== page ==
Effective email communication to use in a PT practice

I recently had to a patient who required the use of iontonphoresis to administer dexamethasone to both of her feet. There were two issues that required attention to successfully carryout the use of this modality:

I had to figure out who had the iontophoresis unit, or at which office branch our iontophoresis was located.

Where the gel pads for the iontophoresis unit was located, and how many we had in stock.

The key to successfully carrying out an action plan while communicating with coworkers spanning across multiple office sites is in effective email communication. Effective email communication directed towards the appropriate group of co-workers and appropriate email content can ensure that tasks done are completed quicker, so we can ultimately can get patients better faster.

Here are some things to avoid to make sure your email communications are most effective.

Re-think twice before sending out a company-wide mass email:

When seeking information regarding resources available at different branch locations, email only the Clinic Managers.

I sent all the PTs in my company regarding the whereabouts of the iontophoresis unit. Not only does this potentially clog up everyone’ inboxes with “reply alls”, it asks everyone to take the action to reply to the email when many of them are only half certain with where the iontophoresis unit is. The people who will most likely have a clear, definitive answer to this would have been the Clinic Managers of each office site.

Don’t send an email without adding Cc of people who needs to confirm your information:

I had asked my clinic manager how many more boxes of gel electrode we had left for our iontophoresis unit. With no stock of electrodes left, I sent out an email to my coworker in charge of orders asking for order placement. What I did not do was Cc my clinic manager to this email. How would my co worker know for sure that we indeed didn’t have any stocks left? What if I had misheard my clinic manager? For clarity and error proof communication, I should have put my clinic manager’s email under Cc so she could confirm that the information was correct. Whenever you confirm a piece of information with someone and need to ask a second person to act upon it, always Cc the first person who provided you the information.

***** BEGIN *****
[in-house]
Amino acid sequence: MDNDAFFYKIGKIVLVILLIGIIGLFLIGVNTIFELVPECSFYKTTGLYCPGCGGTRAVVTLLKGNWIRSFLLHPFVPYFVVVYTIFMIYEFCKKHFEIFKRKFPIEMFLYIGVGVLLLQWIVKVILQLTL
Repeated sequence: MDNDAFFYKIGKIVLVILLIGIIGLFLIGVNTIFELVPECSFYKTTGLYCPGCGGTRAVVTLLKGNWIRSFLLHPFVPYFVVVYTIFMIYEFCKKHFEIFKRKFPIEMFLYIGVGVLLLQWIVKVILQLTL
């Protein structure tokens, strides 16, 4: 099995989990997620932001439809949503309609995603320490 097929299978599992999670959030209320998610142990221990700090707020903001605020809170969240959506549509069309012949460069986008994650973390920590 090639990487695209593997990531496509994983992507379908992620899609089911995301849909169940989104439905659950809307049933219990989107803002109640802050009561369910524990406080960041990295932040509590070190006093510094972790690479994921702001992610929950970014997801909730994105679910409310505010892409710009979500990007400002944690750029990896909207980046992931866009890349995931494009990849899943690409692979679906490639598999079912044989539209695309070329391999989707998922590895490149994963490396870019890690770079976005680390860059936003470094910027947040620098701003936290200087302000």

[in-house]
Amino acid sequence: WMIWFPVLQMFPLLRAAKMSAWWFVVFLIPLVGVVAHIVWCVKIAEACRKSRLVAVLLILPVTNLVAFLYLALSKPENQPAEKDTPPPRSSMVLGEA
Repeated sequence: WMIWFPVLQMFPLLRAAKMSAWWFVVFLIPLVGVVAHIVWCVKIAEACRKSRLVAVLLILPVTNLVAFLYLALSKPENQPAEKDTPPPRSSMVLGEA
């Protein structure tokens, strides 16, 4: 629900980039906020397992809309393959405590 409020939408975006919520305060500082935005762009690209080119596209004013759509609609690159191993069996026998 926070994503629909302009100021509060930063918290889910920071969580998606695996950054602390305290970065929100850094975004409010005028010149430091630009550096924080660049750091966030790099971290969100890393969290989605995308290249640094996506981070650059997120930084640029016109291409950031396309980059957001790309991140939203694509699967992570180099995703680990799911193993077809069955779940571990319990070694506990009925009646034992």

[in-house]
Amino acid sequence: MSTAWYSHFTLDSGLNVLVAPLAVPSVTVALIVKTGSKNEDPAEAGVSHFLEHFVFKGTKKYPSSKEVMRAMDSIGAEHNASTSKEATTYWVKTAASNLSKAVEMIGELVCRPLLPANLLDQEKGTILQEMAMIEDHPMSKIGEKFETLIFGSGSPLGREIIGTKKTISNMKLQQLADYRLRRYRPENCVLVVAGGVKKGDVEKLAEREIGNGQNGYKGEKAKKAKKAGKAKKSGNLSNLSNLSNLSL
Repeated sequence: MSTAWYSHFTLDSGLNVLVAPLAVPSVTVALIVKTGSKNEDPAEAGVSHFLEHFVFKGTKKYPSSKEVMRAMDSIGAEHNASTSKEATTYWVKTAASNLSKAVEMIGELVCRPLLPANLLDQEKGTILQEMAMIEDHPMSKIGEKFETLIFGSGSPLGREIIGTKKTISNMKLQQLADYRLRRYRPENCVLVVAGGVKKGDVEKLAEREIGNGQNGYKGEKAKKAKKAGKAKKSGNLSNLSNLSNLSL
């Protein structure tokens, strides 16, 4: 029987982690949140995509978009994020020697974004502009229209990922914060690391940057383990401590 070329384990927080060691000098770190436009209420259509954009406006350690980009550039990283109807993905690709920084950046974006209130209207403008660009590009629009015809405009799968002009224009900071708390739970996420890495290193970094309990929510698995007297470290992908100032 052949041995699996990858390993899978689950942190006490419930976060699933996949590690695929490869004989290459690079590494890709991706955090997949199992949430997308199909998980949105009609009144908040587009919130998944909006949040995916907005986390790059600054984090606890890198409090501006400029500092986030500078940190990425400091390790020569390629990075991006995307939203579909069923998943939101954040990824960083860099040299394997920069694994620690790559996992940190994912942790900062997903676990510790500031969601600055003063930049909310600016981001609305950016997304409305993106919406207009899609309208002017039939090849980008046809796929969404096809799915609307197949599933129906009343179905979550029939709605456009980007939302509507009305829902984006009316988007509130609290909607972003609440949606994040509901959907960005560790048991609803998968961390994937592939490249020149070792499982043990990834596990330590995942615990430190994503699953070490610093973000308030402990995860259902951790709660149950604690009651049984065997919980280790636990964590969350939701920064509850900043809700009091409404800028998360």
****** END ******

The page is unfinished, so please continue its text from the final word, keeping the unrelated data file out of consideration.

I first sent out an email requesting order placement for more iontophoresis gel electrodes, requesting the quantity of the item needed as well as a link to a site where the electrodes could be purchased.  What I did not do was justify why financial resource of the company had to be utilized. The content of the email should have specified the following:

  • Doctor’s plan of care requires the use of iontophoresis at every patient visit to PT.
  • She’s a bilateral foot patient whose plane of care is 3 PT visits/week for 4 weeks, requiring a total of 24 gel electrodes.
  • We only have 1 box of 12 electrodes left, so 1 more box needs to be ordered.

Bottom line, when sending out an email requesting action, be concise about why you need it done, what needs to be done, and when you need it done by.

Effective email should involve a direct recipient who is responsible for taking action, along with in-direct recipients under Cc:, who will confirm the details of the action plan. In addition, subject should have a concise keyword for the task to be accomplished, with the content beginning with an opening action statement followed by the details.

I quickly learned the ins and outs of effective email communication through my coworkers, and successfully arranged my patient to receive the dexamethasone treatment she needed.

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